B. Depositional Landforms:
Many depositional forms develop within the limestone caves. The chief chemical in limestone is calcium carbonate which is easily soluble in carbonated water (carbon dioxide absorbed rainwater). This calcium carbonate is deposited when the water carrying it in solution evaporates or loses its carbon dioxide as it trickles over rough rock surfaces.
Stalactites, Stalagmites and Pillars:
Stalactites hang as icicles of different diameters Stalagmites rise up from the floor of the caves. In fact, stalagmites form due to dripping water from the surface or through the thin pipe, of the stalactite, immediately below it.
Essay # 3. Glacial Landforms:
Masses of ice moving as sheets over the land (continental glacier or pidmont glacier if a vast sheet of ice is spread over the plains at the foot of mountains) or as linear flows down the slopes of mountains in broad trough-like valleys (mountain and valley glaciers) are called glaciers. We have many glaciers in our country moving down the slopes and valleys in Himalayas.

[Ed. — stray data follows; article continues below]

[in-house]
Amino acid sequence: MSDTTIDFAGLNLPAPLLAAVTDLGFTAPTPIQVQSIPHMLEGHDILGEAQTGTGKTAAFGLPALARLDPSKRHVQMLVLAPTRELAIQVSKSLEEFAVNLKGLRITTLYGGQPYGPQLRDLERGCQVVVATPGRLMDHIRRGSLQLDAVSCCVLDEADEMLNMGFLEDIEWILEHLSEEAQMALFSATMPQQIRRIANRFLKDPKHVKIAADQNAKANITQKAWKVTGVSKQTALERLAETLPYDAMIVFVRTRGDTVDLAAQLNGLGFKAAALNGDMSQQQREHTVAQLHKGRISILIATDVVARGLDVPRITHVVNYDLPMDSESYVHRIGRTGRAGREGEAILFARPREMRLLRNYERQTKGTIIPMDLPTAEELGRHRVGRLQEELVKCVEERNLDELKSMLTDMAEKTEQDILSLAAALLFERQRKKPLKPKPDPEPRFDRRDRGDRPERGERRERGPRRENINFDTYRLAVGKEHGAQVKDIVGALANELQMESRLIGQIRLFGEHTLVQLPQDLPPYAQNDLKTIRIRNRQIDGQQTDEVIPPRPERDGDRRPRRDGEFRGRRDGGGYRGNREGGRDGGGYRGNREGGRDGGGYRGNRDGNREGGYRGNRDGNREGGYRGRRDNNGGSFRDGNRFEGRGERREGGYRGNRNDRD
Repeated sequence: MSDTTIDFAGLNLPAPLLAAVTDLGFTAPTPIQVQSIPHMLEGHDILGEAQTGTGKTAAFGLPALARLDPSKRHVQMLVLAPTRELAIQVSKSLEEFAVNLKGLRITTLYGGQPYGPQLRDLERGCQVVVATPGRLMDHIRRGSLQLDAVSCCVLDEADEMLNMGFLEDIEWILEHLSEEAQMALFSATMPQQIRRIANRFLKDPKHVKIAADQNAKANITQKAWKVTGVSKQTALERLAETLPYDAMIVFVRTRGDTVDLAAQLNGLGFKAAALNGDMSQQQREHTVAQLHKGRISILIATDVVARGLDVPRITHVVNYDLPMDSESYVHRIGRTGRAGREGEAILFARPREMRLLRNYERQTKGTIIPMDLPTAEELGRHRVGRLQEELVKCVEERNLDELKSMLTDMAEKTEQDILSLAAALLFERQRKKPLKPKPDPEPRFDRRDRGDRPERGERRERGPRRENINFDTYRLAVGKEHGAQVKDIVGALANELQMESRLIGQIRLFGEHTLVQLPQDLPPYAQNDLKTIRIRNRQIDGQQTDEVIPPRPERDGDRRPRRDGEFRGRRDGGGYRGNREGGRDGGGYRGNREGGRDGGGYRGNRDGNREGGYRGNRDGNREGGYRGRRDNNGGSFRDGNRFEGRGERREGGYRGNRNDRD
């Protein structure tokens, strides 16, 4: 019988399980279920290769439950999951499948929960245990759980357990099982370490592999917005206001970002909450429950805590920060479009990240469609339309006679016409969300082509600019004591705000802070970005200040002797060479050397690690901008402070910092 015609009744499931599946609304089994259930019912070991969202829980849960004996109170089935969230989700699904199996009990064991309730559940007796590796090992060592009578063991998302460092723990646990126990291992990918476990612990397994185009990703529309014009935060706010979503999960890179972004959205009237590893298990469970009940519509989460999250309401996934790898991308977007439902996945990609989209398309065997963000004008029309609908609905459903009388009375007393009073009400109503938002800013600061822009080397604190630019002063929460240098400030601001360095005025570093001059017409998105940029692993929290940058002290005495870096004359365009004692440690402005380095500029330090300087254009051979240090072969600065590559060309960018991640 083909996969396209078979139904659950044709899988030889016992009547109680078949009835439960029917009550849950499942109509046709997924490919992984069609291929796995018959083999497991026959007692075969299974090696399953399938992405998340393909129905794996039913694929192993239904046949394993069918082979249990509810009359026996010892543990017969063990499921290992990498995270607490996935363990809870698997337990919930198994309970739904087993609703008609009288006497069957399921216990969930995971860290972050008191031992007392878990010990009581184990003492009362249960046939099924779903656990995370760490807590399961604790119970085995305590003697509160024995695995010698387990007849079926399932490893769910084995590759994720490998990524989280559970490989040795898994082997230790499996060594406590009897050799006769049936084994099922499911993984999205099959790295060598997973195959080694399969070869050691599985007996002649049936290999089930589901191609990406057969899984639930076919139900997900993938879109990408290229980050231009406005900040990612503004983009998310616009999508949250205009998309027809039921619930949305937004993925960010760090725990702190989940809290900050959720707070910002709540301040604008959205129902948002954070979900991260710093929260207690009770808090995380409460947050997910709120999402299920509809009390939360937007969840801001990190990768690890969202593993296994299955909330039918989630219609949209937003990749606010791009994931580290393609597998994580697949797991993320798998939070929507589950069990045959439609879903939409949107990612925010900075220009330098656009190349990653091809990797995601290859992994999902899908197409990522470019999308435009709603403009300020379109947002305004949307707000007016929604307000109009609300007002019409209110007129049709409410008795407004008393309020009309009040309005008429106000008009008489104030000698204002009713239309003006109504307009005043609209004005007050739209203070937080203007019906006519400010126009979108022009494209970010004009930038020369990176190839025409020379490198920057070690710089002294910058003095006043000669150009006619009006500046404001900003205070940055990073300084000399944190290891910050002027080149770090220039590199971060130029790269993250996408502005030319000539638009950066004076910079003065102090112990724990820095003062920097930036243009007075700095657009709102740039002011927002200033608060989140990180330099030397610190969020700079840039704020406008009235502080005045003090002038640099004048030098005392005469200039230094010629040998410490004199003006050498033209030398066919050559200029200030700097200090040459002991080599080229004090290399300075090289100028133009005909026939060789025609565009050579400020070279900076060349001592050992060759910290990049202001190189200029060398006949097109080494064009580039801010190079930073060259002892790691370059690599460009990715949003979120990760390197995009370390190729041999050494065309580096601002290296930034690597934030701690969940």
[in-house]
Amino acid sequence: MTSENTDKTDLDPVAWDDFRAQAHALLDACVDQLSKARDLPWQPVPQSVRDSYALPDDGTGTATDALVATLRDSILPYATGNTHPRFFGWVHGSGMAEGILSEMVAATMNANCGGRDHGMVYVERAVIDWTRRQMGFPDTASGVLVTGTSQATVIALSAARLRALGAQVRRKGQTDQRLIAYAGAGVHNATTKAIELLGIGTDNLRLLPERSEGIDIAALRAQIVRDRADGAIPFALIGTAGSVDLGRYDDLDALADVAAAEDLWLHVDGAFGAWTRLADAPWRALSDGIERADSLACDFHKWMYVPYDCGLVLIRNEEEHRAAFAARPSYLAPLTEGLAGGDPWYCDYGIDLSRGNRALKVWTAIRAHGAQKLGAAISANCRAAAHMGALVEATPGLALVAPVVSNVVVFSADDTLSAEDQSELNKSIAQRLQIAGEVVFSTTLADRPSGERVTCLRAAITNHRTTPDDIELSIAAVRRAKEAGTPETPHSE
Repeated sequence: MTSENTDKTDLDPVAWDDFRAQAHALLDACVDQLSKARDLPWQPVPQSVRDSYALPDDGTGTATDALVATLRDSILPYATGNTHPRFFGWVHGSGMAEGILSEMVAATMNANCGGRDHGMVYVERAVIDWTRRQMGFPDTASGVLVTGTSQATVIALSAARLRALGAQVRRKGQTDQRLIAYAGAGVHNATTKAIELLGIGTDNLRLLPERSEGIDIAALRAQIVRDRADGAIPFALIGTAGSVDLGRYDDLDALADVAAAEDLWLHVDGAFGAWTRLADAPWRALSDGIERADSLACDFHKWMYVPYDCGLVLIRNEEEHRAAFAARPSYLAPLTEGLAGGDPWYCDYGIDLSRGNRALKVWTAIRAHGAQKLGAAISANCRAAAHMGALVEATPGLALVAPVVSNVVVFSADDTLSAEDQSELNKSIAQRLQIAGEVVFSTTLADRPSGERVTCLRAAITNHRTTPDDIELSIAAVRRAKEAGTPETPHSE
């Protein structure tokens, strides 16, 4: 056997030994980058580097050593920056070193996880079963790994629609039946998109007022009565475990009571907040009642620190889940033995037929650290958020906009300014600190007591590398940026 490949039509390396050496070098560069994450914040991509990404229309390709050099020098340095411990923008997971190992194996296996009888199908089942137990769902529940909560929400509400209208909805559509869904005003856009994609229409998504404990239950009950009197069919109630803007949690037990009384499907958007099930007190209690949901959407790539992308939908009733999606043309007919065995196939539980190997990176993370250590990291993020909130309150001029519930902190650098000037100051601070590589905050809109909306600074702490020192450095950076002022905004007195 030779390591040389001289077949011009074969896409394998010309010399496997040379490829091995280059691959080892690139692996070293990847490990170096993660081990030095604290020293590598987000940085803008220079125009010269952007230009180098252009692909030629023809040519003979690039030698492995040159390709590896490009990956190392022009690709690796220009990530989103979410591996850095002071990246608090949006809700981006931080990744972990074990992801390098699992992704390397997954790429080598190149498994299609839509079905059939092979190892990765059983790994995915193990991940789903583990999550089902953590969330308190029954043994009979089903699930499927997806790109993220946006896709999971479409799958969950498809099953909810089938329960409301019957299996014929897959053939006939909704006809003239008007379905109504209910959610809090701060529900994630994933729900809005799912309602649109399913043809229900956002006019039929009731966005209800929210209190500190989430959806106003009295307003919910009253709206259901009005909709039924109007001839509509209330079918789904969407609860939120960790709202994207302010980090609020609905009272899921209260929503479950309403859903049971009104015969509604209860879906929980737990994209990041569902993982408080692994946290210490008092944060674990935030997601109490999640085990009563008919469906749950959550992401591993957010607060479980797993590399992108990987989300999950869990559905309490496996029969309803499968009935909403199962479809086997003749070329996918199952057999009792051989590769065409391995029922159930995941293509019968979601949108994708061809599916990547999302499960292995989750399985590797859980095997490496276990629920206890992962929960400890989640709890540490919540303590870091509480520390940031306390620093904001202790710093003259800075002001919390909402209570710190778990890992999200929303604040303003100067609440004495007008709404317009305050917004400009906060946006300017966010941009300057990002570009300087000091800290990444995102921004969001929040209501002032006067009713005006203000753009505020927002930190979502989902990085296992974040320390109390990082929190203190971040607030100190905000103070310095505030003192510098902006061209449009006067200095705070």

Higher reaches of Uttarakhand Himachal Pradesh and Jammu and Kashmir, are places to see some of them. River Bhagirathi is basically fed by meltwaters from under the snout (Gaumukh) of the Gangotri glacier. In fact, Alkapuri glacier feeds waters to Alaknanda river. Rivers Alaknanda and Bhagirathi join to make river Ganga near Deoprayag.
As glaciers continue to move, debris gets removed, divides get lowered and eventually the slope is reduced to such an extent that glaciers will stop moving leaving only a mass of low hills and vast outwash plains along with other depositional features.
A. Erosional Landforms: